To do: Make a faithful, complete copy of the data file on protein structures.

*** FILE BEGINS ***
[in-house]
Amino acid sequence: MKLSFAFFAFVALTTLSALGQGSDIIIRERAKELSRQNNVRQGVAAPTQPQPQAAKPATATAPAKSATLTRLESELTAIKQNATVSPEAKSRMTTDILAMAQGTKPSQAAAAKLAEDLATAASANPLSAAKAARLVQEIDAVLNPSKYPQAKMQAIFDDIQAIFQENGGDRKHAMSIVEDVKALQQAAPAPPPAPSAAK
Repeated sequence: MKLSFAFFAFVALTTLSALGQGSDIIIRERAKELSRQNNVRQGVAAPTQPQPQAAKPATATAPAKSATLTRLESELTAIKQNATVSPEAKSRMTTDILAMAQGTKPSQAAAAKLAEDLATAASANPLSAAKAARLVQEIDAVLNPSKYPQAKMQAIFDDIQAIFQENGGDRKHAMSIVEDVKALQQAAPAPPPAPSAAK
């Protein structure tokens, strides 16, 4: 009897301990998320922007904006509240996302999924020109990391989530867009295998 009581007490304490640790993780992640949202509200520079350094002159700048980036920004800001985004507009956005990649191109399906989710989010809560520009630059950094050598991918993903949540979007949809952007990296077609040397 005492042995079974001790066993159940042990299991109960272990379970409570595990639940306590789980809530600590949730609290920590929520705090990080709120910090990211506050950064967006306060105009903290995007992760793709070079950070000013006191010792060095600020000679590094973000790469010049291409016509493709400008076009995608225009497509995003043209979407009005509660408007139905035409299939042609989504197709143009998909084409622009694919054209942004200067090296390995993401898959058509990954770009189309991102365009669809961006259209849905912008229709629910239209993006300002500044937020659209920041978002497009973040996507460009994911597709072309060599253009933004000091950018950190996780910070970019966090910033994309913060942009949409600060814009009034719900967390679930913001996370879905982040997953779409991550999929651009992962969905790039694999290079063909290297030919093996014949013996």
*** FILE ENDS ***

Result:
[in-house]
Amino acid sequence: MKLSFAFFAFVALTTLSALGQGSDIIIRERAKELSRQNNVRQGVAAPTQPQPQAAKPATATAPAKSATLTRLESELTAIKQNATVSPEAKSRMTTDILAMAQGTKPSQAAAAKLAEDLATAASANPLSAAKAARLVQEIDAVLNPSKYPQAKMQAIFDDIQAIFQENGGDRKHAMSIVEDVKALQQAAPAPPPAPSAAK
Repeated sequence: MKLSFAFFAFVALTTLSALGQGSDIIIRERAKELSRQNNVRQGVAAPTQPQPQAAKPATATAPAKSATLTRLESELTAIKQNATVSPEAKSRMTTDILAMAQGTKPSQAAAAKLAEDLATAASANPLSAAKAARLVQEIDAVLNPSKYPQAKMQAIFDDIQAIFQENGGDRKHAMSIVEDVKALQQAAPAPPPAPSAAK
């Protein structure tokens, strides 16, 4: 009897301990998320922007904006509240996302999924020109990391989530867009295998 009581007490304490640790993780992640949202509200520079350094002159700048980036920004800001985004507009956005990649191109399906989710989010809560520009630059950094050598991918993903949540979007949809952007990296077609040397 005492042995079974001790066993159940042990299991109960272990379970409570595990639940306590789980809530600590949730609290920590929520705090990080709120910090990211506050950064967006306060105009903290995007992760793709070079950070000013006191010792060095600020000679590094973000790469010049291409016509493709400008076009995608225009497509995003043209979407009005509660408007139905035409299939042609989504197709143009998909084409622009694919054209942004200067090296390995993401898959058509990954770009189309991102365009669809961006259209849905912008229709629910239209993006300002500044937020659209920041978002497009973040996507460009994911597709072309060599253009933004000091950018950190996780910070970019966090910033994309913060942009949409600060814009009034719900967390679930913001996370879905982040997953779409991550999929651009992962969905790039694999290079063909290297030919093996014949013996």